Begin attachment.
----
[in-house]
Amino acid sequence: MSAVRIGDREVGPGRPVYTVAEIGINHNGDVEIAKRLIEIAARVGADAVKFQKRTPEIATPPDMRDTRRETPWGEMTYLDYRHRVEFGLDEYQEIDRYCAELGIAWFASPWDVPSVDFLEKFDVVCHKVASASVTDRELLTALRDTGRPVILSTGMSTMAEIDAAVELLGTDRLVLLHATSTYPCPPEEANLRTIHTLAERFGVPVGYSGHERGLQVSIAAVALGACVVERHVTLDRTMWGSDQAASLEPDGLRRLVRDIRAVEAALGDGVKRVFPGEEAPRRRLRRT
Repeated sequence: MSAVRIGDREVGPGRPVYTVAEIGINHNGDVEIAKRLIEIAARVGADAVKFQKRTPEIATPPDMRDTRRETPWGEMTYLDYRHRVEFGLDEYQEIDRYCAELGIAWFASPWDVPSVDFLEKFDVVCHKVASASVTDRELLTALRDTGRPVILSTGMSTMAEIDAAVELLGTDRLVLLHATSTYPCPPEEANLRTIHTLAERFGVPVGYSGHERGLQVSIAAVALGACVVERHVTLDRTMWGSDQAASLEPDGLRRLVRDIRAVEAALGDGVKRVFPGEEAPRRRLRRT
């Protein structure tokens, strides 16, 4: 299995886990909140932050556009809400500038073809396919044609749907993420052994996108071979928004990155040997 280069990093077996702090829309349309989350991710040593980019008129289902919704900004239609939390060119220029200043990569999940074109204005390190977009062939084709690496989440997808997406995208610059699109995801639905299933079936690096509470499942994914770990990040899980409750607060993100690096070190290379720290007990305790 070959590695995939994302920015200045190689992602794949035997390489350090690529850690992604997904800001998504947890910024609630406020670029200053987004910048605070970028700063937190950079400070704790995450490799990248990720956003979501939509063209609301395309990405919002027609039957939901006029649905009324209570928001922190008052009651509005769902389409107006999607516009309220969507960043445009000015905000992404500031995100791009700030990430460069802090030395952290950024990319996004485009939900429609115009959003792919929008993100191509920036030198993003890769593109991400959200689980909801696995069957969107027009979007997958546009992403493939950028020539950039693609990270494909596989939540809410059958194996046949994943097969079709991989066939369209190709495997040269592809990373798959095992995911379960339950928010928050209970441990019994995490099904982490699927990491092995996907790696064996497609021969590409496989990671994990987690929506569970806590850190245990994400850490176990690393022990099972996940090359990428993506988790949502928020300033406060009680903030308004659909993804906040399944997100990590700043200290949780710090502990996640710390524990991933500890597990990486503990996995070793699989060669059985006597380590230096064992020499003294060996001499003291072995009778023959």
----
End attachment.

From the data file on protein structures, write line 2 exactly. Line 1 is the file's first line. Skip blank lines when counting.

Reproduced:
Amino acid sequence: MSAVRIGDREVGPGRPVYTVAEIGINHNGDVEIAKRLIEIAARVGADAVKFQKRTPEIATPPDMRDTRRETPWGEMTYLDYRHRVEFGLDEYQEIDRYCAELGIAWFASPWDVPSVDFLEKFDVVCHKVASASVTDRELLTALRDTGRPVILSTGMSTMAEIDAAVELLGTDRLVLLHATSTYPCPPEEANLRTIHTLAERFGVPVGYSGHERGLQVSIAAVALGACVVERHVTLDRTMWGSDQAASLEPDGLRRLVRDIRAVEAALGDGVKRVFPGEEAPRRRLRRT